The plant requires a sunny location and very little water. I generally don't fertilize
But still it never fails to please- A few pictures will speak for themselves

At the peak of its blooming phase

The flower up close
Bees are very much attracted to this
Note the prominent nectar guides

Sometimes a fruit pod develops...

  and the seeds scatter in the wind.....
I have never tried to grow the plant from seed, though I have read that it is regularly done.
The seeds may not rise to genetically identical plants, but advantage is that the caudex in seedlings is formed earlier than in plants from cuttings.

Promises for another experiment :)

 Happy gardening..


Sunday, 17 June 2012


This is what my terrace garden is sporting these days...

my very first guava flower


this flowered in May, of course there were many buds which all flowered but only a couple went on to become like this ...

baby corn ear finally flowered when the plant was 5 feet tall
Waiting to see the next developments in the coming week

These are the male flowers or the tassel are they are called, they emerged first and then the female flower or the ear made its appearance

previous mint tub was completely broken, hence started a new batch in a basket. This is the initial growth...

colocasia leaves also called arvi in India grown for making vadi (alu vadi in marathi)
This variety is not supposed to make very good curry; the leaves for the curry type are more rounded and less green.

some color to perk up the spirit
bush rose

the sole watermelon
this year it is much smaller and doesn't seem to be growing bigger, seems like we will have to be content with this size

waiting for the sunset bells and other monsoon flowers to start now...
Happy Gardening and welcome to the rains..

garden update- fire ball lily

It poured for two days and then stopped. Hot sunny weather, did nothing at all for man except make him look up for rain whenver it became a little cloudy. :)
But the garden fared much better, butterflies, birds were at their best. Flowers thanked the heavens for the sun they know will disappear soon for 2-3 months.

And best of all my garden was on fire again- the Fire Ball  bloomed. Also called Powder puff, blood lily, and football lily (Botanical name Scadoxus (Haemanthus) multiflorus Family Amaryllidaceae) this is a truly unique flower. Each head is a spherical umbel which can be made up of upto 100 flowers (I never tried to count!). Fire ball lily was a lovely sight. This year my 4 year old son was interested to touch it to feel the delicate blooms of the ball.

the hint of the 'fire' within

the fully bloomed lily

The weight of the bloom is sometimes too much for the stalk to bear, I have to stake it sometimes..

 This year, I am making a promise to myself, I will not be lazy and allow the bulbs to languish in the soil after they are done with the show. I plan to split and store the bulbs out of the ground for the next year.
Culivation of fire ball lily is done by their bulbs. After the show is over which typically takes a week, the leafy growth starts. The plant grows almost two feet in height and then dries off. The leaves have done their job ie prepare enough food which is sent back and stored in the bulbs for the next year's performance.
And so on...

Will I lose my fire ball lily? This fear is behind my laziness each year. I don't wish to rock a steady boat, but after more than five years of only one bloom per year I expect that there should be more bulbs for me to experiment with.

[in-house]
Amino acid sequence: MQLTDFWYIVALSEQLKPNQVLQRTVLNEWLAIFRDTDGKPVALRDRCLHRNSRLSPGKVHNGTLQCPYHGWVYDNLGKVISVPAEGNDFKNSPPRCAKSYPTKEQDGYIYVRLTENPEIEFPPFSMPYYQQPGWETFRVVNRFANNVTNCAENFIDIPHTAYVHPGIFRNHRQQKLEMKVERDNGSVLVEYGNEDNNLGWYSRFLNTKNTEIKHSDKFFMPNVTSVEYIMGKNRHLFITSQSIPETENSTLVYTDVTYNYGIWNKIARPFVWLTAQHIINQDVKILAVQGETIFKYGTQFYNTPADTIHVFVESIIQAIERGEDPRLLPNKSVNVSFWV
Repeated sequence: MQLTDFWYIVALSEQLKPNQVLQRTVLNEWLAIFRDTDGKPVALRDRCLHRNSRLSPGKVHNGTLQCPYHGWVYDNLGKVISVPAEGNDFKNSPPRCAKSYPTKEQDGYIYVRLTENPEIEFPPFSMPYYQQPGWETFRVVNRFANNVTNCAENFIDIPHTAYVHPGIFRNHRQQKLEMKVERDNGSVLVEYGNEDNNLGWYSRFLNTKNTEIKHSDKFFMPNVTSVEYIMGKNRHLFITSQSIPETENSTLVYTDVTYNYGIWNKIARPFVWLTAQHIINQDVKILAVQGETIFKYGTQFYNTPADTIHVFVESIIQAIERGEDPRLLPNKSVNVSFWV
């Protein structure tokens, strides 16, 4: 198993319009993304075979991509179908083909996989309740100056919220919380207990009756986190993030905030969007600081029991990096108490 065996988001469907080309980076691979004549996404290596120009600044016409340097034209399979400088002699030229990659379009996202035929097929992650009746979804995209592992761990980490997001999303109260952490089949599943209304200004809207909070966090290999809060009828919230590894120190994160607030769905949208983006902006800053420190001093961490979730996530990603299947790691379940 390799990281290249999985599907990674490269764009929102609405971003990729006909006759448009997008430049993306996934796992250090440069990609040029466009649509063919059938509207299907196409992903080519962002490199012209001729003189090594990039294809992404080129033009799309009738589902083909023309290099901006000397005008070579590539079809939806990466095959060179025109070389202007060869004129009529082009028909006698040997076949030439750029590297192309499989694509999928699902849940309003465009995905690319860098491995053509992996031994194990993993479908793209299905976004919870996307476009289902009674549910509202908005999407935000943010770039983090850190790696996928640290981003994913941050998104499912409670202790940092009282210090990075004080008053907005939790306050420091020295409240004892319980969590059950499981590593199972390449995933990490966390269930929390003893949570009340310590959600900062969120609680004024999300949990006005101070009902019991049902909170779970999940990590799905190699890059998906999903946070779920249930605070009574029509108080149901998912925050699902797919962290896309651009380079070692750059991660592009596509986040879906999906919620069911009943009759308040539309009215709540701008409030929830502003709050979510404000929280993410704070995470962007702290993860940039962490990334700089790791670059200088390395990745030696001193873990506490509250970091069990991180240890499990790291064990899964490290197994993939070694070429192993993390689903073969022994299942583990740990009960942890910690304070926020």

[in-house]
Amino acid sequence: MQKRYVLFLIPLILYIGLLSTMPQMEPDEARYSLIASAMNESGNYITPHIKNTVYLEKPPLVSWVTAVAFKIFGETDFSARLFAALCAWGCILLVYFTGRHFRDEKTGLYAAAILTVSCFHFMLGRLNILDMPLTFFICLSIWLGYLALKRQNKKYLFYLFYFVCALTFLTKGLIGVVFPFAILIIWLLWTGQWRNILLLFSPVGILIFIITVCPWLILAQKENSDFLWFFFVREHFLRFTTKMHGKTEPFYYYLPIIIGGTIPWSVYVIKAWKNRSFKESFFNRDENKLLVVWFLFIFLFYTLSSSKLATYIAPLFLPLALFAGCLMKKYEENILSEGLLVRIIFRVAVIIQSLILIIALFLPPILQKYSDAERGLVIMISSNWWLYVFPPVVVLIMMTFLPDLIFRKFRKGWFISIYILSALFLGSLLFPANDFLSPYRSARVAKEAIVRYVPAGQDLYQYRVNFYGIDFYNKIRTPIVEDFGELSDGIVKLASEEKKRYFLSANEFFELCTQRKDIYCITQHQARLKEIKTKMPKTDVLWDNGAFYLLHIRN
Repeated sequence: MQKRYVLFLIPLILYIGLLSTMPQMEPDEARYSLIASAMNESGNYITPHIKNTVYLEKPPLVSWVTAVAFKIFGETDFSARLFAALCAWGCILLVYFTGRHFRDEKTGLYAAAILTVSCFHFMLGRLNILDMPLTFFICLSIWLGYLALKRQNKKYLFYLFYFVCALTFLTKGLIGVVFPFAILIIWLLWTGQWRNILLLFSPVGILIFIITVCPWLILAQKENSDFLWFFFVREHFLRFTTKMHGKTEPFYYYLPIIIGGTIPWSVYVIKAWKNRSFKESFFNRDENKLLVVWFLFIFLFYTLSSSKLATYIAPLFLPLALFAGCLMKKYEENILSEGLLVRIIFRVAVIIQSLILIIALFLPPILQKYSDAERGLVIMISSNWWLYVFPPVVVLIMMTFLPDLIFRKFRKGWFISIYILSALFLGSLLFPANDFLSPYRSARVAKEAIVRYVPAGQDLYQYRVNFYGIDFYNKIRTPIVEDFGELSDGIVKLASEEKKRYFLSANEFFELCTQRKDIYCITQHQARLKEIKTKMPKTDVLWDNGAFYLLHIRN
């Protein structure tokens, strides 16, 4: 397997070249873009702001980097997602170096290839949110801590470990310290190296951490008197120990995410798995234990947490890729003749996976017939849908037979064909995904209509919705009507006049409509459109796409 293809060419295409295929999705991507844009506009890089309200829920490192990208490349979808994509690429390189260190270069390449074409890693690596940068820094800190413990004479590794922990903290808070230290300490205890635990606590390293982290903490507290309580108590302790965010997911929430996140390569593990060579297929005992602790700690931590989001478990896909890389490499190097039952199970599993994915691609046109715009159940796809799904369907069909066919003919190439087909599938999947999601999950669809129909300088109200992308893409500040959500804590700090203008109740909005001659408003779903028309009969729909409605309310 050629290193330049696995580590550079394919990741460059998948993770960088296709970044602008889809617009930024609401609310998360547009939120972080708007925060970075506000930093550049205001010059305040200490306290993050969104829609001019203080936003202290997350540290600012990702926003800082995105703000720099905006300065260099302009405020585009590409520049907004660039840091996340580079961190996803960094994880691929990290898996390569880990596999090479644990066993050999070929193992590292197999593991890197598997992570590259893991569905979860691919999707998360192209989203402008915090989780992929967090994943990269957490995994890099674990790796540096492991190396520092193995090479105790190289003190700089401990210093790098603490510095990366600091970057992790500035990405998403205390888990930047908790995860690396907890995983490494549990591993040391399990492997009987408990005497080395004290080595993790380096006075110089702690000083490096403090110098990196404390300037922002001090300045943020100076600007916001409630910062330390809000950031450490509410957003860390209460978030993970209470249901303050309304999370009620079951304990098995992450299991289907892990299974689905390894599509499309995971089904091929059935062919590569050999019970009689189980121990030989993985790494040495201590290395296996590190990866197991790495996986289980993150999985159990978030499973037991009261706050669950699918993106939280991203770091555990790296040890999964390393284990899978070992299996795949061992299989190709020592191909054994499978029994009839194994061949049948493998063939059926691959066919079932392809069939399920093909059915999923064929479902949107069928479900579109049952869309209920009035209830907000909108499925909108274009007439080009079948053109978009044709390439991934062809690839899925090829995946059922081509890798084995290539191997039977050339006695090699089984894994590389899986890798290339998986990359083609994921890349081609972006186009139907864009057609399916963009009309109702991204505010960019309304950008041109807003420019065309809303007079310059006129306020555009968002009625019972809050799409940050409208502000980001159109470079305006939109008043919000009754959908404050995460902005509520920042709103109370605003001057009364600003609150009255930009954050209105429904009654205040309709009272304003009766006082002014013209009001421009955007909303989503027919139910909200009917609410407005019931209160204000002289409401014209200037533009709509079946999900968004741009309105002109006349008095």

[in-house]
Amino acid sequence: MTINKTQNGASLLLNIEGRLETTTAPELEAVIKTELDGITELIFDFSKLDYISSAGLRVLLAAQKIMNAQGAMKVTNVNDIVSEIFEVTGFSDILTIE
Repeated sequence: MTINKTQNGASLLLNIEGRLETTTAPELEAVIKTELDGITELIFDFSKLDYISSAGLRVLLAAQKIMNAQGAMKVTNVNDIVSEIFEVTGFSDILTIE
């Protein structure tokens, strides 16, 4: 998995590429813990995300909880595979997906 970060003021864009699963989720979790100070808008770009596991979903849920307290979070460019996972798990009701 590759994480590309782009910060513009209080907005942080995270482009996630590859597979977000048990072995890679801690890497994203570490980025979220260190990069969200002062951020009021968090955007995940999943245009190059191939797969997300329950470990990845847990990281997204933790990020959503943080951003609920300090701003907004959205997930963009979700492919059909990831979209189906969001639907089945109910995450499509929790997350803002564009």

The ground holds its secrets- time will tell, are there more bulbs down there or not?
I will certainly update about this one after it is safe ;)) 

Friday, 8 June 2012

first rains throw up a good surprise

Well, it rained last evening. After the downpour was through, I went up to the terrace to assess the damage and in general to check for things I should take care of before the monsoons start.

And the Thai basil? was covered with gelatinous blobs!
That's when everything fell into place- the plant is of sabja, the seeds are used in Ayurvedic medicine and it is used in faloodas for a cooling effect.
I had used some seeds during the last summer and had chucked the leftover seeds along with the kitchen waste into the vermicompost pot. One of the seeds saw light and wanted to ask me- why throw me away?
I am happy to have identified my plant and got a whole lot of sabja seeds in the bargain. It is Thai basil- botanical name Ocimum basilicum var. thyrsiflora ( family Lamiaceae ie mint family) leaves are used in cooking for flavor and seeds are sabja. Plus the added benefit that the plant looks beautiful with or without the flowers. Brush against the plant and you get a nice aroma.

Next problem is how to save these seeds for consumption. Wash them- they will swell and unwashed?- no no, too much dust around. Maybe I will wash them just prior to use :).

This plant certainly gets thumbs up in my garden.
Happy Gardening!

Wednesday, 16 May 2012

Moon Gardening

Recently I came across a new concept, rather, it is new for me- Moon gardening also called as Lunar gardening and Astrological gardening. Simply put, it is gardening activities carried out as per the various phases on the lunar cycle and the position of the moon in the sky.

This is different from creating a Moon Garden, wherein one creates a garden with plants flowering at night and proper artificial lighting to create a show.

We all know that the moon’s gravity results in tides in the oceans. Similarly, the gravitational pull also has an influence on the movement of fluids in plants.
Moon gardening is based on this belief. It has been practiced since ages when there were no watches or calendars to tell the time. It was but logical that in ancient times man used the sun, moon and stars to guide him in his farming. It was Rudolf Steiner in 1924, who “rediscovered” this method and is one of the first methods of organic farming.